During the AMWIK secretariat Motivation Monday segment, we get the pleasure of hosting professionals in the communications industry to engage us with insights on industry best practices and inspire the secretariat.
Last week, we were delighted to host one of our board members, Cylia Kathambi, who is in her second and final term. When she entered the room, it was hard not to notice her Afrocentric vibe. From the Africa and cowrie shell pendants on her brass rings and bracelets, to the tribal headband that held her long healthy dreadlocks that sat on her head and flowed down to her neck gracefully, to the tribal tattoo that peeked through her sweater, she was just a breath of fresh air. She fit right in with her different comedic pronunciations of words and her extroverted nature. She started by asking the group where each of them wanted to be in 10 years.
She narrated her personal story, saying that her journey was not linear, rather it was full of ups and downs. Beginning from when she finished her fourth year in high school. At the time, Information Technology was the new thing in town and she compared it to how AI today is in its infant stage. After campus, proceeded to get an internship but midway through it, her father fell ill and since she was the only sibling who was not in an urgent position in school, she had to drop out as the illness took a toll on her family. Years later she joined that organization but soon realized that it was not what she wanted to do. Her heart was not in it. She described working there as acrobatics. She felt her future break and was miserable. Between working, getting married and taking care of her kids, she didn’t have time for herself. “I didn’t have a life.” She said, One day, she met up with her best friend and they decided to write a 10-year plan. It had to be ambitious but realistic. They exchanged the papers and promised each other to read them after a decade.
She knew she wanted to be in radio because of her extroverted nature. She quit her job, enrolled in Moi University and took a Public Relations and Communications course. She compared herself to her peers who had completed school a long way back and were now well up their way up the corporate ladder, but that did not deter her. She simply did not care. In school, there was a competition for a radio presenter called Radio Idol that she decided to join. She made it to the top 3 but eventually radio did not work out for her. In school, she was business savvy and she started her own company, EKAR Communications, which has been running up to date.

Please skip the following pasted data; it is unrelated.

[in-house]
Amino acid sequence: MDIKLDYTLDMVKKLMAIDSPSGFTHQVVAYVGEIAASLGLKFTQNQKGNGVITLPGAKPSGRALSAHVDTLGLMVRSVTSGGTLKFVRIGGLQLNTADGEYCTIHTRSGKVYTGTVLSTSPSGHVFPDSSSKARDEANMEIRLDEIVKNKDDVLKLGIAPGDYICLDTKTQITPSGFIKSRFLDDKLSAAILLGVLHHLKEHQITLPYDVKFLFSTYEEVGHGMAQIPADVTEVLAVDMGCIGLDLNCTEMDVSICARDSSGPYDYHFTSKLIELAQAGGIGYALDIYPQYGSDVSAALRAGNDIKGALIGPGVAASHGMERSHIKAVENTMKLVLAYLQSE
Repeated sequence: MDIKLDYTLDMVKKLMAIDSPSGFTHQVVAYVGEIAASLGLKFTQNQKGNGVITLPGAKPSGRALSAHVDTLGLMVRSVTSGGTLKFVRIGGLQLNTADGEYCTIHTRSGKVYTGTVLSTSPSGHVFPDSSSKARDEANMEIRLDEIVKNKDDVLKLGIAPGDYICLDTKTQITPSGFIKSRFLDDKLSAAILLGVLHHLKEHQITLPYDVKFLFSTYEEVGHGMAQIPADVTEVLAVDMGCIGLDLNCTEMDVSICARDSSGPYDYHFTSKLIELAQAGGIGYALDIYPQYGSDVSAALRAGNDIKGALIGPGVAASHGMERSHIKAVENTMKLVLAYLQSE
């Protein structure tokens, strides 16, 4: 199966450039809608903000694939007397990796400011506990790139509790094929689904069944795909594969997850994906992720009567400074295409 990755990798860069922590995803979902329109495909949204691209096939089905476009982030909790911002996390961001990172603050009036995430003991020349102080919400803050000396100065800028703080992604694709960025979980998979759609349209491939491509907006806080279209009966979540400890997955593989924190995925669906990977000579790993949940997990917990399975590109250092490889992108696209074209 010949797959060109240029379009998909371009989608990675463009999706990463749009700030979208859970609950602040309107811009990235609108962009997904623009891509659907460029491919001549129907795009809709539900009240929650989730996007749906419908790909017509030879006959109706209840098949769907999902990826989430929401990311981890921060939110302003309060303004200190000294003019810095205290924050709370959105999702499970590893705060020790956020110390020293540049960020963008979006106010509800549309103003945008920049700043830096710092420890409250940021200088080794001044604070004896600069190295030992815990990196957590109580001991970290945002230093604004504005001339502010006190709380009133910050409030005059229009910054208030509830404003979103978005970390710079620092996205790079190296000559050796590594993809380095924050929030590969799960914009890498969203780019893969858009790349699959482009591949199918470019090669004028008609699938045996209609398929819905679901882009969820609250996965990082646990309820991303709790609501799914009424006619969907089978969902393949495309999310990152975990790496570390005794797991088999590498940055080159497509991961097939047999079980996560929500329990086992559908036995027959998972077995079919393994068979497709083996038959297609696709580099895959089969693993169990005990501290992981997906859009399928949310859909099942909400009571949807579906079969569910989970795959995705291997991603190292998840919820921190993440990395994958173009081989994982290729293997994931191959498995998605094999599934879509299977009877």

As an affected member of epilepsy, she decided to integrate health into her work. She now deals with advocacy and policy for health issues through media and does a lot of philanthropy work. She dabbles with health communication as she started the Angaza la Kifafa movement to shed light on Epilepsy and how to help those affected in the community. She won two awards for it. She also spearheaded the recent rebranding of AMWIK. She was also part of the team that came up with the famous ‘wacha mpango wa kando’ advert that aired for years on National television.
The key takeaways from her story were:
1. Always give 100 or nothing. She said most of her work at her company came from referrals of people she worked with. Because of her good work ethic and giving her all in a project, her clients referred her to more clients. “I don’t take jobs I do not believe in. I need to put my all in my work.”
2. Never compare yourself with your peers. Your journey is your own. If she had compared herself she would not be where she is right now. She added that the recent past decade made up for the previous 10 years she was unfulfilled. She was content with what she had but she was thirsty for more.
3. Everything takes time, do not rush it. She alluded to the current Generation Z and Alpha that want things instantly and without working too hard for what they want. Good things take time and the gradual process is what makes the things you want even more worth it.
“Leave a mark wherever you are and be known for something, whatever it is you want to be known for”. She concluded.
Article by Benedette Wanyaga, Intern, AMWIK